Just because people are Christians doesn't make them perfect. I know those looking in on the Christian community are often quick to criticise when people they expect to act without fault, mess up ... or just 'act human'! We're all a work in progress and sometimes it is harder to react in a godly way than others ... but in the meantime just remember, everyone is fighting a battle you may never even know about, don't be quick to judge (or fume), be kind.

Friday, March 7

Friends, Old and New

Yesterday I had the chance to have a good laugh with two very different sets of ladies!

In the afternoon I had arranged to visited Jane (middle in the photo below), who used to be my classroom assistant, when I was the Standard One teacher at CAMS. She hasn't been very well over the last year or so and we've had trouble meeting up but finally we managed to work something out.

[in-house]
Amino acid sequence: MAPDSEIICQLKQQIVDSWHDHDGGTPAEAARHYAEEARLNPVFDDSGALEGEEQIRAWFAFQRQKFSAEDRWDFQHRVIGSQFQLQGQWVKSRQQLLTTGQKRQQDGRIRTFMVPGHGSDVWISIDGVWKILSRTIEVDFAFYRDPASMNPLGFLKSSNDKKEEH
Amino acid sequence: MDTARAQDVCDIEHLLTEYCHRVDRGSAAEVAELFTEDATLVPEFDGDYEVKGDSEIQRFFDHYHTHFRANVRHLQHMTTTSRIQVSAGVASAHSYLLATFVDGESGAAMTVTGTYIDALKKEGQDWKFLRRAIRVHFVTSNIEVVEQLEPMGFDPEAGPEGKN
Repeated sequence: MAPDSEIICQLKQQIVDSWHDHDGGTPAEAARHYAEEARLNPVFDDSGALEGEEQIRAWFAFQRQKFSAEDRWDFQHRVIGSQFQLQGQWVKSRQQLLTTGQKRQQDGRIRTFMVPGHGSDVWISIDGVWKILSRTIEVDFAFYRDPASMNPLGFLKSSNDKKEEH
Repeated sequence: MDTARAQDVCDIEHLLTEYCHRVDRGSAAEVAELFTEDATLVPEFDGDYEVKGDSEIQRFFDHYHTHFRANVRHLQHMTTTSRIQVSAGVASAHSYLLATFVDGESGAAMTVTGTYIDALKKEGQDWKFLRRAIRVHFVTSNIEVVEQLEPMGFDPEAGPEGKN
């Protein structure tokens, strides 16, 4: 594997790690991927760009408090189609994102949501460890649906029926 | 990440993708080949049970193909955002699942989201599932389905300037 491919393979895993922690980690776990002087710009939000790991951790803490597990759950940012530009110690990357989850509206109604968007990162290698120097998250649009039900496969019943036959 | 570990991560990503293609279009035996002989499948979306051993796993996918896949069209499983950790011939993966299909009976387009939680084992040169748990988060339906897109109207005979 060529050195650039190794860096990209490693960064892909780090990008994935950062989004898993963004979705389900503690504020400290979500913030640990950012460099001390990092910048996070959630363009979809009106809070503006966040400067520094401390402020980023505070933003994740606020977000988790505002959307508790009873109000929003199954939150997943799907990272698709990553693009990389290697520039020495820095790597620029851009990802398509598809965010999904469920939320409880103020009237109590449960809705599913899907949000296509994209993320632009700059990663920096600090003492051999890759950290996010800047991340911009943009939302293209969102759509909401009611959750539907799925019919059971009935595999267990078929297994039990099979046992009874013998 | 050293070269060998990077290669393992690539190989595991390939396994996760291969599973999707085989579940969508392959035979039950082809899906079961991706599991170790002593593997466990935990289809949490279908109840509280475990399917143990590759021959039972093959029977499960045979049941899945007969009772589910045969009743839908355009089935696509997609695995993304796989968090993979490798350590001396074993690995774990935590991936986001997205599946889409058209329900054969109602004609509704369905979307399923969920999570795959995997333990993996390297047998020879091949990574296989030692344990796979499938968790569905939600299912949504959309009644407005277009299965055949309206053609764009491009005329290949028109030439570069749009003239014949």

The other two ladies in the photo, Esta (left) and Rose (right) are still on the staff at CAMS. Esta has been the school secretary for 25 years and taught me my Swahili when I was teaching here! Rose has been teaching in the Nursery for a long time too and has been really looking forward to having Naomi in her class for the next academic year (which may or may not happen now!)!

Getting together with these three special ladies for an hour or two yesterday was a lot of giggles from the start. Picking up Esta and Rose to drive to Jane's house and both of them getting me lost was just the start of the fun! Catching up and sharing photos, them all telling me I needed to be more Tanzanian and have more babies and so the list goes on!